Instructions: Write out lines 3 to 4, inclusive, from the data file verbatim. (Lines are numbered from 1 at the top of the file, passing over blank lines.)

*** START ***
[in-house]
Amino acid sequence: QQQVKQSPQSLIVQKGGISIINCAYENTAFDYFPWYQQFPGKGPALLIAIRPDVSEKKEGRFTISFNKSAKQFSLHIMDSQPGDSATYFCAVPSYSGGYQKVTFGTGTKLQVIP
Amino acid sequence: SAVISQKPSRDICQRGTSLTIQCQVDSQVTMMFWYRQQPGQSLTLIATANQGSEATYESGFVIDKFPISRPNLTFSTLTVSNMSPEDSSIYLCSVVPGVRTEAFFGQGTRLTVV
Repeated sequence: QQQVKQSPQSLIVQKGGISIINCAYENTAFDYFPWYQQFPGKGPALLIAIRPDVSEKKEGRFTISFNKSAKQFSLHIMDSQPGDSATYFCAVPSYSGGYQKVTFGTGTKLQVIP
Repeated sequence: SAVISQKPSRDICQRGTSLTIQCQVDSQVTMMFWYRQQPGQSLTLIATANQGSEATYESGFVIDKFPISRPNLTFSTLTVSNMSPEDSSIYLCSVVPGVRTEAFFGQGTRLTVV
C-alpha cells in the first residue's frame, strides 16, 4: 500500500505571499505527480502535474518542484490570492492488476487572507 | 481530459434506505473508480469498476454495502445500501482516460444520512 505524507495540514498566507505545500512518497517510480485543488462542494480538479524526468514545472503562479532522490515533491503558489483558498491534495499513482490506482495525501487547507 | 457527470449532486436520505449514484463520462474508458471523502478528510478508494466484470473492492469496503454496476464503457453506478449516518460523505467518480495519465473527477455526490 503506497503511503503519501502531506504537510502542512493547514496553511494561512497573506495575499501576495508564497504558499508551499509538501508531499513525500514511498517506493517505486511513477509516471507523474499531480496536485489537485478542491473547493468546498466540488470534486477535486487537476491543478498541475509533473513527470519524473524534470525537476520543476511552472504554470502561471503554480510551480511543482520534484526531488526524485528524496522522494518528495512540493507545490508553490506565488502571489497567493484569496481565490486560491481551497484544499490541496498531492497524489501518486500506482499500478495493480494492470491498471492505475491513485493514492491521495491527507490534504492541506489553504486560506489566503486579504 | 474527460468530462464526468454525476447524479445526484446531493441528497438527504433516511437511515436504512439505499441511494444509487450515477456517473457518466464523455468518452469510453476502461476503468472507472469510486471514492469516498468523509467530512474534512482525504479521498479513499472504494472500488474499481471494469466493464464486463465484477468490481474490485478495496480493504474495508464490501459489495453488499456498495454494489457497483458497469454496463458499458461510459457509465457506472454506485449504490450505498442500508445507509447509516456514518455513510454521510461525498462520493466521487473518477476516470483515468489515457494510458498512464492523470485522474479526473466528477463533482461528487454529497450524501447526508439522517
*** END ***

Amino acid sequence: SAVISQKPSRDICQRGTSLTIQCQVDSQVTMMFWYRQQPGQSLTLIATANQGSEATYESGFVIDKFPISRPNLTFSTLTVSNMSPEDSSIYLCSVVPGVRTEAFFGQGTRLTVV
Repeated sequence: QQQVKQSPQSLIVQKGGISIINCAYENTAFDYFPWYQQFPGKGPALLIAIRPDVSEKKEGRFTISFNKSAKQFSLHIMDSQPGDSATYFCAVPSYSGGYQKVTFGTGTKLQVIP